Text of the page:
Can you make (more) money by tuning your PID loops? In this post we show how the mere fact of going through a systematic PID tuning process can increase profitability a lot.

 
by Jan Schuurmans, updated at 20-4-2019
Estimated reading time: 5 minutes

Can you make (more) money by tuning your PID loops? In this post we show how the mere fact of going through a systematic PID tuning process can increase profitability a lot.

There are actually two main arguments why going through the tuning process of PIDs, using the PID Tuner, can make your plant more profitable. The first is sometimes refered to as the 'classical' argument, and this one is actually just providing 'pocket money' compared to the second argument. So let's start with the first argument to get started

PID tuning improvement allows to operate at more profitable setpoints

The key to increase profits, in this argument, is the setpoint value. The setpoints of PID controllers usually affect production speed, and/or production quality and/or costs. However, the setpoints have to be chosen at 'safe' distance away from high / low limits. Before we continue, let us define the control error as the difference between setpoint and the controlled variable, i.e. the input to the PID controller. The control error varies with time. If you make a histogram of the control error, you usually see that the control error has a normal distribution, see the figure below. In this figure, we plotted the control error varitions with time in the left graph, and the histogram in the right plot. In the right hand plot we also show black dashed lines at +/- 3 times the standard deviation. For normal distributions we know that the control error will remain within those black lines in 99.7% of the time. If, for instance, the control error is not allowed to cross the lower limit more often than 0.15% of time, the setpoint value is ok now.

By improving the tuning, the standard deviation of the control error is reduced and this allows you to choose the setpoint at a more profitable level.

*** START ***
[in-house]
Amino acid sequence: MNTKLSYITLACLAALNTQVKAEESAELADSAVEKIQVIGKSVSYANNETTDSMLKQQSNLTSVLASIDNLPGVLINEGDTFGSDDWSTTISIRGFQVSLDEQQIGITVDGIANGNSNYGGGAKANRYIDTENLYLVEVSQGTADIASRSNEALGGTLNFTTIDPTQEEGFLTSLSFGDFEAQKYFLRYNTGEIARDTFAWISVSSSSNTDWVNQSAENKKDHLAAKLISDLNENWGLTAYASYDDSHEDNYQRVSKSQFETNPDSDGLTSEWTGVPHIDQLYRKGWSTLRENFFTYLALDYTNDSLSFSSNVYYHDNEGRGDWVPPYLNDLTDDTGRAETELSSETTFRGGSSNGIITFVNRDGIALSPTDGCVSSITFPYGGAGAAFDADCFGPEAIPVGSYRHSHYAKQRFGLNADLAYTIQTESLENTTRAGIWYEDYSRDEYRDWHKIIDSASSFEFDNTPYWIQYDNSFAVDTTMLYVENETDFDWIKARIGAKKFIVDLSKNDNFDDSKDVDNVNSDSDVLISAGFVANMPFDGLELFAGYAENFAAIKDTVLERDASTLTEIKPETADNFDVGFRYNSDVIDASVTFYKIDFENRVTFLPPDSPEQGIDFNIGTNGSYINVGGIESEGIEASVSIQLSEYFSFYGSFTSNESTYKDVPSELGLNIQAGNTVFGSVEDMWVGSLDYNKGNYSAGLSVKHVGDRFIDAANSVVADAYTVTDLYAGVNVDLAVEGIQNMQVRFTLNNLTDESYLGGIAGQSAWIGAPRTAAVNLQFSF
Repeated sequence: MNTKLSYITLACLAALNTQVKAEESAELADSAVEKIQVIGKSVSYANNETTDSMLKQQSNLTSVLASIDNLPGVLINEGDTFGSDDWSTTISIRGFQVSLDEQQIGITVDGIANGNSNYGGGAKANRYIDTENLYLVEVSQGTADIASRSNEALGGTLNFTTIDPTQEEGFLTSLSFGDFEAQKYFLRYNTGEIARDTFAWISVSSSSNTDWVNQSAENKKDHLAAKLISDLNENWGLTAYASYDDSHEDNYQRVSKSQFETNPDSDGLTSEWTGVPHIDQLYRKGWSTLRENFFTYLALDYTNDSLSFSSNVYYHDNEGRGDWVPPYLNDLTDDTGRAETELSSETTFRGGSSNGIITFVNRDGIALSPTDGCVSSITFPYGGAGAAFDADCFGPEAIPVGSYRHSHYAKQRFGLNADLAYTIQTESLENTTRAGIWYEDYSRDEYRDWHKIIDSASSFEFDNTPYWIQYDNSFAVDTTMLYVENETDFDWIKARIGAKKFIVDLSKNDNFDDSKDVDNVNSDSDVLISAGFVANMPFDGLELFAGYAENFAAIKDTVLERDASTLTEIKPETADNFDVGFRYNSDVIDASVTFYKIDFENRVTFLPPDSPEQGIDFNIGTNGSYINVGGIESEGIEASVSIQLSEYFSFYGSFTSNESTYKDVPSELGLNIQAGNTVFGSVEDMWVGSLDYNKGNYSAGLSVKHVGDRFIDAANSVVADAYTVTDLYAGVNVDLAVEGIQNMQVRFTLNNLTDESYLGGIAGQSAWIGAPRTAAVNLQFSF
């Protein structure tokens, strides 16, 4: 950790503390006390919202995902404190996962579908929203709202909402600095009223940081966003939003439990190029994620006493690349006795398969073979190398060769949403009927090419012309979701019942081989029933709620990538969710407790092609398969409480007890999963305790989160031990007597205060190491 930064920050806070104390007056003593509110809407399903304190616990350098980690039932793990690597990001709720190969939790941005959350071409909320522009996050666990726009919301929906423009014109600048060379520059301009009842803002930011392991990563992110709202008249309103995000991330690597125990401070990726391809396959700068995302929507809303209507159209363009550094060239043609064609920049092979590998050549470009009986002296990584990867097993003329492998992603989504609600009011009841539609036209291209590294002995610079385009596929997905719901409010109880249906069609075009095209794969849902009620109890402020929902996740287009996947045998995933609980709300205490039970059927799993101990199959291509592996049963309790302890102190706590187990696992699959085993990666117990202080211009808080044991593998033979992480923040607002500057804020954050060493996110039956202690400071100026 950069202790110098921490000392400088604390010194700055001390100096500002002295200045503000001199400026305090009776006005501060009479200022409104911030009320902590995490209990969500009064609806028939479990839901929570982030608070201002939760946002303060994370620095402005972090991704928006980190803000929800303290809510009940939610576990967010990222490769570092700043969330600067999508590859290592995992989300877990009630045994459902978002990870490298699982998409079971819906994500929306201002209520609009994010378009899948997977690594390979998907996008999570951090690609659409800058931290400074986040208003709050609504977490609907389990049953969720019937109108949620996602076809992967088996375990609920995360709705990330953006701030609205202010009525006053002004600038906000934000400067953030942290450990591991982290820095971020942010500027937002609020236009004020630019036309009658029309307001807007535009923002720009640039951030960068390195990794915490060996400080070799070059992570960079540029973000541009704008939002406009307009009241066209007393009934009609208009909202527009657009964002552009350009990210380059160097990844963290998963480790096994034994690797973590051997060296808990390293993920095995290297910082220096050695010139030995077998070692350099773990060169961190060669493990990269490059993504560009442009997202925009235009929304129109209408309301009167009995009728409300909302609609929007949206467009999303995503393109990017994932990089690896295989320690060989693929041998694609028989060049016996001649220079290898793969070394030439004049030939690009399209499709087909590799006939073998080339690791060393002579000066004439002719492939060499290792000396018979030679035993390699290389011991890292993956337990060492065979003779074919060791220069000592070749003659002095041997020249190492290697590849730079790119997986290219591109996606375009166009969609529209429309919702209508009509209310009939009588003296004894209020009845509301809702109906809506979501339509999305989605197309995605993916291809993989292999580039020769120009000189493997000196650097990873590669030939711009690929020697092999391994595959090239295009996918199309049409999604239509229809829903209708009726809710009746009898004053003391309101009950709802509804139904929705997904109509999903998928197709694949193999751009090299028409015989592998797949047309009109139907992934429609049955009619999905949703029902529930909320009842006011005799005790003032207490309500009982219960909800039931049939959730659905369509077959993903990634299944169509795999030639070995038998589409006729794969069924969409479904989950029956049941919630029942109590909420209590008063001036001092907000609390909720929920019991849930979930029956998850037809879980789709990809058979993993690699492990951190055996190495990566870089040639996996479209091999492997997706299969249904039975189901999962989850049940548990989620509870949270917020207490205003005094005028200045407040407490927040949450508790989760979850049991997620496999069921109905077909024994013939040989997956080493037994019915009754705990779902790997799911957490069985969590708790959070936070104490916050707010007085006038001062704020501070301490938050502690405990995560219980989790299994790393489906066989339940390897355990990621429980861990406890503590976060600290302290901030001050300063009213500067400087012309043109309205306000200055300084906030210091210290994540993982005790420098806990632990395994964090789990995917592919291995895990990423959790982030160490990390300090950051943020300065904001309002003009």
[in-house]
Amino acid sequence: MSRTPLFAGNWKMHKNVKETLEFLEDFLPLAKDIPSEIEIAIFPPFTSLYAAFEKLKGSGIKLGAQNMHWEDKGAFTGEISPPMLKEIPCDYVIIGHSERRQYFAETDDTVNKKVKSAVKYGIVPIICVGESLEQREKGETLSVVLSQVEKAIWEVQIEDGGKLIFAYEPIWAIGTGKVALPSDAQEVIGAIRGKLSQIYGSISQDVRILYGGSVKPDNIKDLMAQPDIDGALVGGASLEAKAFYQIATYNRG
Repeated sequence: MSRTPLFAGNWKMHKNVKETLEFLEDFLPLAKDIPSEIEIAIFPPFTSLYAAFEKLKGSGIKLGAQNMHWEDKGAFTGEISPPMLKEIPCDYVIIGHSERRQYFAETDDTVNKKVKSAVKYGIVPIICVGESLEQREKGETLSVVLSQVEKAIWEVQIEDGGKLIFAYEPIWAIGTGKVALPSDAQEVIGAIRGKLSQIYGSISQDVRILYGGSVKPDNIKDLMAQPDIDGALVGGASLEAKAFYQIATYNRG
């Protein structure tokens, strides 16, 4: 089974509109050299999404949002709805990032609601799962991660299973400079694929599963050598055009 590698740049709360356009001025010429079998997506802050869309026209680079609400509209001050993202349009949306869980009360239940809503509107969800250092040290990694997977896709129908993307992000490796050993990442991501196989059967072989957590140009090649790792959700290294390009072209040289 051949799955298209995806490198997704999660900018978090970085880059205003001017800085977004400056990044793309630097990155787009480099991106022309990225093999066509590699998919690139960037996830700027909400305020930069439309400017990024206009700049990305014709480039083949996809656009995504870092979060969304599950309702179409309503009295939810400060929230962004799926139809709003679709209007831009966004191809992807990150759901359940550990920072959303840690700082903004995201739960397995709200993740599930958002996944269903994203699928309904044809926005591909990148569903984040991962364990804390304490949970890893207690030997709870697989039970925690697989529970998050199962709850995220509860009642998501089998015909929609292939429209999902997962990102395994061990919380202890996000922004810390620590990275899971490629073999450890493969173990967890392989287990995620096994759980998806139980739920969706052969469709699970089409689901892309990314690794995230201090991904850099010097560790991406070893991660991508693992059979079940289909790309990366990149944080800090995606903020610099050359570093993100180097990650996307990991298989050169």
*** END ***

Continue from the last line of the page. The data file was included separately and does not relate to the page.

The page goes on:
Let us consider an example to clarify this.

 

 
Example: PID controller adjusts heat to control temperature
Consider the case where a PID controller adjusts heat to control temperature. In this case: the lower the temperature setpoint, the less heat is required, on average. The less heat, the less costs! Hence, after you tuned the PID optimally, the temperature variations will reduce, and you can lower the setpoint while still guaranteeing the same minimum temperature level.

This sounds like a nice way to increase profitability, if the loop is controlling quality, or adjusting some energy related input like heat or electricity. However, some control loops do not fall in this category, and even if they do, the payback on this is not always that much. So, you may wonder, what then is the main argument for going though the process of tuning loops in order to increase profitablity? That is discussed next!

Going through the tuning process allows to check for hidden problems

In a lot of cases, going through the tuning process brings up hidden problems, like:
  • the controlled process variable (of the loop) does not respond to the manipulated variable (like a valve) at all!
  • the controlled process variable (of the loop) responds much slower to the manipulated variable then previously!
  • the controlled process variable responds in a non-smooth way , indicating sensor or software programming problems
  • after PID tuning, the loop's closed loop response is much slower than predicted by the model, or
  • after PID tuning, the loop's closed loop response is unstable (in contrast to what was expected of course)
All of these above mentioned issues, that can be detected with the PID Tuner, have a major impact on the plant's production quality, throughput and profitability. In addition, those problems make it harder for operators to do their work properly. Alarms are popping up on operator's HMIs way too often, due to control loop limits that are exceeded. Operators are constantly firefighting and resolving the most urgent issues. Obviously, that does not lead to world class production.

Investigations indicate that, in practice, in most plants 30% of the control loops are in manual [1]! Another 25% (or so) of the loops shows oscillatory behavior. All in all, there is a huge potential to increase plant's profitability, but the results can be hard to calculate [2].

In the 'case studies' we show actual examples where the use of the PID Tuner created considerable increase of profits. Click here to read those stories

References

[1] G. Buckbee, ‘How to Improve Performance Of Process Control Assets’, brochure, Expertune, 2011
[2] N. Vatanskia, S-L. Jämsä-Jounelaa, A. Rantalac, T. Harjub, 'CONTROL LOOP PERFORMANCE MEASURES IN THE EVALUATION OF PROCESS ECONOMICS', IFAC 2005

Leave a Reply

Your email address will not be published. Required fields are marked *